Compositing images using alpha channels cannot be performed directly on gamma-encoded images. The images need to be gamma-decoded before compositing. The result can then be re-gamma-encoded for display. The rest of this document will explain why.
Unfortunately it is commonplace for software (including web browsers and image manipulation tools) to perform compositing directly on gamma-encoded images, causing blended pixels to appear darker than they should.
The same issue arises for all operations that blend pixels, including scaling and filtering, but in the case of compositing it becomes an issue of interoperability. If you want your image scaled or filtered properly, you can do it yourself, but when you create a transparent image, it's because something else will supply the background, and you have to trust it to perform the compositing correctly.
An alpha channel is an attribute of an image that makes its pixels transparent in varying degrees, so that it can be composited against (overlaid in front of) an arbitrary background.
Gamma-encoding is an image representation in which pixel values are not proportional to light intensity; instead there is a non-linear relationship between pixel values and light intensity, which typically mimics the non-linear relationship between the voltage input of a CRT (a conventional computer monitor) and the intensity of the light it emits. When a CRT's input voltage doubles, the light emitted more than quadruples. Images are usually stored and transmitted in gamma-encoded form so that they can be dumped directly to a digital-to-analog converter connected directly to a CRT.
The default color space for the web is sRGB. It specifies a relationship between pixel values and light intensity designed to be compatible with CRTs. The sRGB standard (IEC 61966-2.1) is not freely available, but see its essential parameters and an early draft.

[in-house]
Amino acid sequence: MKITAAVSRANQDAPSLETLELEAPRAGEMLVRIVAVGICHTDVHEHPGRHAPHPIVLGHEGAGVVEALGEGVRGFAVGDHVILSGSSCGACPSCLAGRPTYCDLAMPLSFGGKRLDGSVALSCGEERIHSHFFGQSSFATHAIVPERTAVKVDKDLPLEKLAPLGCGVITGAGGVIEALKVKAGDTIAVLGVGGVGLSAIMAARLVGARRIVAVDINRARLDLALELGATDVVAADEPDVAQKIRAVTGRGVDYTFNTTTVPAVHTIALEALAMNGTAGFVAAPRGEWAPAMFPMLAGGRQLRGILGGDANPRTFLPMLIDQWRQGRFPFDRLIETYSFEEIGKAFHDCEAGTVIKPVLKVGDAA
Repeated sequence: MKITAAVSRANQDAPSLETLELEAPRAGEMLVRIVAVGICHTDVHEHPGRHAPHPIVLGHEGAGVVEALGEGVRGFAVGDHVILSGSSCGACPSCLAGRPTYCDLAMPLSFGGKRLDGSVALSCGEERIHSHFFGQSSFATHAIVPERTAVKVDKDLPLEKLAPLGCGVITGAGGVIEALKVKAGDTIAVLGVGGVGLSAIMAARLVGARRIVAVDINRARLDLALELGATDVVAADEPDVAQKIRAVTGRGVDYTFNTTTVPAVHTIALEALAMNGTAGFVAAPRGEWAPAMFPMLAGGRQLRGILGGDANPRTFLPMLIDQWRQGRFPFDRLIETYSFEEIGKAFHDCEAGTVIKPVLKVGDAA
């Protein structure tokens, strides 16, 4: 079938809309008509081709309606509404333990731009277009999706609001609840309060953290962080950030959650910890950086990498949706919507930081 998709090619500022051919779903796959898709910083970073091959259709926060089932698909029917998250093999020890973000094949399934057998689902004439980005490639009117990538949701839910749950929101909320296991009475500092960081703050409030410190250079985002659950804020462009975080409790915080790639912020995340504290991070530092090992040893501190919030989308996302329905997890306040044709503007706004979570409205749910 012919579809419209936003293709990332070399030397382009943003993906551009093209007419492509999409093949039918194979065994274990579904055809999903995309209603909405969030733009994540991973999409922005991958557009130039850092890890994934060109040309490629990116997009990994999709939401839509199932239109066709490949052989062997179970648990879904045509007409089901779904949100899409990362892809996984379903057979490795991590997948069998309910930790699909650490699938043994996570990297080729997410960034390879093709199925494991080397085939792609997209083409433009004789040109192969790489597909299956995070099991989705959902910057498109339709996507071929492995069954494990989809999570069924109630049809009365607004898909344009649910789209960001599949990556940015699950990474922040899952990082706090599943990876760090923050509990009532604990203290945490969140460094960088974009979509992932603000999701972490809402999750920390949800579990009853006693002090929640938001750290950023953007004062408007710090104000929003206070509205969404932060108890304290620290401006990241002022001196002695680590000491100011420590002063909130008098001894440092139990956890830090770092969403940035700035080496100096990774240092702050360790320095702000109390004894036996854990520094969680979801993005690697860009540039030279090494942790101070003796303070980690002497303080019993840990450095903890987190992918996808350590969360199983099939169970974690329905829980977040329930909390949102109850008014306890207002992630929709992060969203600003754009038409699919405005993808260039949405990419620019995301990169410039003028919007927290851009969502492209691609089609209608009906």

This document depends heavily on its images, so please check whether you are seeing them correctly. The following two squares should appear to be the same shade of gray (or quite nearly so). If they don't, and if your browser and operating system know how to display sRGB images, then the brightness & contrast settings on your monitor need adjustment.
The square on the left is made up of alternating horizontal black and white stripes, so it will cause your monitor to emit half as much light as a solid white square would. The square on the right is a solid gray sRGB image with a pixel value that should likewise cause your monitor to emit half as much light as a white square would.
[There is a reason the square on the left uses horizontal stripes rather than vertical stripes or a stipple. CRTs scan horizontally, therefore vertical stripes (or a stipple) would cause the video signal to contain a very high frequency (in the MHz range), whereas horizontal stripes cause a much lower frequency (in the kHz range). High frequencies are more challenging for the electronics and therefore more likely to be attenuated. Among the squares below, you might find that the one with vertical stripes (center) and the one with a stipple (right) are darker than the one with horizontal stripes (left).]